In a similar storyline, in late 2019 I consulted an orthopedic surgeon regarding my increasing knee pain and in February of 2020, just before the pandemic closed everything down, I had knee replacement surgery. Recovery took quite a bit longer than I had expected but physical therapy made a great difference in my ability to get up and down our stairs more comfortably than before. It’s been a welcome holding effort on what looks to be a general downhill trajectory.
We recently had houseguests staying with us for several days. One of the new additions to the husband’s daily routine was to put in his new ears, a high tech hearing aid designed to help filter and amplify the myriad of sounds in our lives. I was curious because I’ve been experiencing what could possibly be considered “slight” hearing difficulties. Yet, like him, I considered myself too young to be needing a hearing aid.
With the encouragement of my wife and the recommendation of friends, I finally made an appointment to have my hearing tested. The last time I had been tested was during my service in the Army over thirty years ago; a lot can change during that time! My brooding anxiety was quickly dispelled during the test, though the small room with its “dead” acoustics made me a bit dizzy. I was relieved when the testing was completed and excited to see the results of what I expected to be a normal graph of my ears and their ability to distinguish between tones and recognize spoken words.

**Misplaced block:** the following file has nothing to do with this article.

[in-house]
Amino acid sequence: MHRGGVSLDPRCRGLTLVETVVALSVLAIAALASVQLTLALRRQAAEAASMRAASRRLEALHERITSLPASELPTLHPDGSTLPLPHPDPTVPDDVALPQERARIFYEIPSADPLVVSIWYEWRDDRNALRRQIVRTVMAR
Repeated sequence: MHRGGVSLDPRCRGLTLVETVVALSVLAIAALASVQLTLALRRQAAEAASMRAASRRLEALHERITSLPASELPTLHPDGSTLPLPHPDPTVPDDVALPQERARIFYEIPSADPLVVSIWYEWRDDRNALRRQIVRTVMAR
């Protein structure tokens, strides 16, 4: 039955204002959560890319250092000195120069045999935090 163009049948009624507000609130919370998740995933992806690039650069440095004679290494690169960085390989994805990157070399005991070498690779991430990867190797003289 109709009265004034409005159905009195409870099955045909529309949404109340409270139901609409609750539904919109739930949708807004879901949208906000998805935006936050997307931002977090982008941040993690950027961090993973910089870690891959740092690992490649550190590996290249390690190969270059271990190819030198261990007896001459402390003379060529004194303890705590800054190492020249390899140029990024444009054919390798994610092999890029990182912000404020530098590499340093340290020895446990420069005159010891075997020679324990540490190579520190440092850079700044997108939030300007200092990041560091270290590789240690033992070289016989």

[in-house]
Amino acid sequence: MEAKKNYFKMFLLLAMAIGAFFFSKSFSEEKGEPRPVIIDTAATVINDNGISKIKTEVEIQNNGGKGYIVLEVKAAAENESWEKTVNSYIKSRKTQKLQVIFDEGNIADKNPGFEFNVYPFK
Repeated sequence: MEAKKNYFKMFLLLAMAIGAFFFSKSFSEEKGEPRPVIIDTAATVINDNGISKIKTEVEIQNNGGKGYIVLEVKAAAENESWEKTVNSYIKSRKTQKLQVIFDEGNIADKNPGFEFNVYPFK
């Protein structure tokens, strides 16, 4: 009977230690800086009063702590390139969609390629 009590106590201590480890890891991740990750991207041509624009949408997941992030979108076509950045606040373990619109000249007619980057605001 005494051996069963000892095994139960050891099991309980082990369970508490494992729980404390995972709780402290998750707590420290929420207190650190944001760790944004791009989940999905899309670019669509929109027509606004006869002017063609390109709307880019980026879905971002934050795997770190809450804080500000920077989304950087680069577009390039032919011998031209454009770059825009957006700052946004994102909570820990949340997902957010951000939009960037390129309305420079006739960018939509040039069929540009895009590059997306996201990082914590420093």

Well, it seems I am a candidate for some type of assisted-hearing device. I was actually shocked to see how much my hearing had dropped from the normal range, but the technician’s explanations made perfect sense once I thought about it. I’m still wrestling with the whole episode and there are a few appointments still to be made. More than anything, it has been hard reconciling some of the effects of getting older with how I perceive myself. But I have a guide to help me process some of what’s occurring, and likely to occur health-wise in the future.
The Apostle Paul, writing to the Corinthians and recorded for us in the New Testament, describes our situation. “So we’re not giving up. How could we! Even though on the outside it often looks like things are falling apart on us, on the inside, where God is making new life, not a day goes by without his unfolding grace. These hard times are small potatoes compared to the coming good times, the lavish celebration prepared for us. There’s far more here than meets the eye. The things we see now are here today, gone tomorrow. But the things we can’t see now will last forever.“ 2 Corinthians 4:16-18, The Message